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1.4.1 UCC Case Law

A number of services and treatises make it relatively easy to access case law under the Uniform Commercial Code (UCC). For example, the Uniform Commercial Code Reporting Service64 contains the full text of the UCC portions of a large number of UCC cases. A case digest, organized on a section-by-section basis corresponding to UCC sections, quickly leads the reader to case citations for a particular state concerning a particular UCC section.

Because the UCC is intended to be a uniform code,65 decisions from other jurisdictions interpreting a specific section, while not binding, are often given substantial weight to avoid inconsistent decisions. As one court said:

[T]he policy of the [state] Legislature in adopting the Uniform Commercial Code is that the courts of this state are to consciously attempt to give the Code a uniform interpretation not only as between the courts of this state but also with the courts of other states wherever possible. Therefore, sister-state interpretations of the Code are more than mere persuasive authority.66

The goal of uniformity also may make a court more willing to find that a UCC provision prevails over an inconsistent state statute.67

Several caveats are appropriate about the use of UCC case law. First, the UCC is not completely uniform throughout the jurisdictions which have enacted it. A number of states, when enacting the Code, have made some changes from the official text. In addition, several sections of the Code contain alternatives, allowing states to adopt different versions. If it is not apparent from a case whether the controlling statutory language varies from that of the pertinent jurisdiction, one can refer to the Uniform Laws Annotated, a West publication which identifies all state variations on a section-by-section basis, and the U.C.C. Reporting Service, which identifies the variations by state. Westlaw also annotates each section of the UCC with a list of any non-uniform amendments that states have adopted.

Second, the large majority of Article 2 and Article 2A cases involve disputes between merchants. The outcome and language in a case involving only merchants may not apply fully to a case involving a consumer-merchant dispute because of the UCC policy of treating consumers more leniently than merchants68 and because of the different equities in the two types of transactions. What is “reasonable,” “conspicuous,” or “consistent,” or what “circumstances” are pertinent, may be materially different in a commercial transaction than in a consumer transaction.69 Unfavorable decisions can sometimes be distinguished on this basis.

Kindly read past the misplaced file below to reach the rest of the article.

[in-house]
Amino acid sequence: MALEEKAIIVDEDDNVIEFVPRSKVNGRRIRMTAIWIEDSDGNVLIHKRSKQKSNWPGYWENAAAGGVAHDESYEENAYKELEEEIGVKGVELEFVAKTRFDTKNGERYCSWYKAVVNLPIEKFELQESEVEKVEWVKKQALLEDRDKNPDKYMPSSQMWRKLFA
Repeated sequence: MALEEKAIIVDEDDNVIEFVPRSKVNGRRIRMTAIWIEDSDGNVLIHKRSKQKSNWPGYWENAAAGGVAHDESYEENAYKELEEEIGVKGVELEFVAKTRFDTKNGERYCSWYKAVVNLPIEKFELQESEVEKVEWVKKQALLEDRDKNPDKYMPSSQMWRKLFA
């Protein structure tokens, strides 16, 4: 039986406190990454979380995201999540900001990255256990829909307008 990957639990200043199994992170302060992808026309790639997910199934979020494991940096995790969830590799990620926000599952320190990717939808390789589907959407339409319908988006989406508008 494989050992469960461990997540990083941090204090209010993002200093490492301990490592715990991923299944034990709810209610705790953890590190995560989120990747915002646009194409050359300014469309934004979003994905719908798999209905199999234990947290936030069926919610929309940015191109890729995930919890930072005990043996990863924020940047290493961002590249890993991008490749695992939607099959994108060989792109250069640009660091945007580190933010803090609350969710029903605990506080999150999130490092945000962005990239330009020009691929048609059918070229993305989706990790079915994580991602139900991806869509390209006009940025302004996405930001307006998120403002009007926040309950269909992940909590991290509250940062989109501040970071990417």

Footnotes

  • 64 {56} This service is published by West Group and is cited in this treatise as U.C.C. Rep. Serv. This service is also available on Westlaw and LEXIS.

  • 65 {57} U.C.C. § 1-103(a)(3) [formerly U.C.C. § 1-102(2)(c)] (one of the underlying policies of the Code is to make the law uniform among the various jurisdictions).

  • 66 {58} A.J. Armstrong, Inc. v. Janburt Embroidery Corp., 234 A.2d 737, 744 (N.J. Super. Ct. Law Div. 1967) (citation omitted). See also Gem Diamond Co. v. Klein, 43 U.C.C. Rep. Serv. 2d 568 (S.D.N.Y. 1995); Quaker Alloy Casting Co. v. Gulfco Indus., Inc., 686 F. Supp. 1319 (N.D. Ill. 1988) (federal court sitting in diversity jurisdiction need not decide choice of law question in light of the U.C.C.’s universal adoption and the parties’ and court’s citations to a variety of jurisdictions in search of persuasive authority); Tropical Jewelers, Inc. v. Nationsbank, 781 So. 2d 392 (Fla. Dist. Ct. App. 2000); Helvey v. Wabash Cty. REMC, 278 N.E.2d 608 (Ind. Ct. App. 1972) (relying on Pennsylvania U.C.C. decision to foster uniformity); Higgins v. Lauritzen, 530 N.W.2d 171 (Mich. Ct. App. 1995) (decisions from other states “highly persuasive” in light of goal of uniformity); Boulevard Bank v. Malott, 397 S.W.3d 458 (Mo. Ct. App. 2013); Dean Mach. Co. v. Union Bank, 106 S.W.3d 510 (Mo. Ct. App. 2003); Schultz v. Bank of the W., 934 P.2d 421, 424 n.3 (Or. 1997) (reliance on decisions from other states justified by legislature’s intent to further goal of uniform treatment); Edward D. Jones & Co. v. Mishler, 983 P.2d 1086 (Or. Ct. App. 1999); Commonwealth v. Nat’l Bank & Trust Co., 364 A.2d 1331 (Pa. 1976) (sister-state interpretations given “greater deference” to achieve uniformity); Fed. Signal Corp. v. Safety Factors, Inc., 886 P.2d 172 (Wash. 1994) (interpreting U.C.C. in light of goal of uniformity).

  • 67 {59} See, e.g., Int’l Periodical Distributors v. Bizmart, Inc., 768 N.E.2d 1167 (Ohio 2002).

  • 68 {60} See § 1.8.2.2, infra.

  • 69 {61} Id.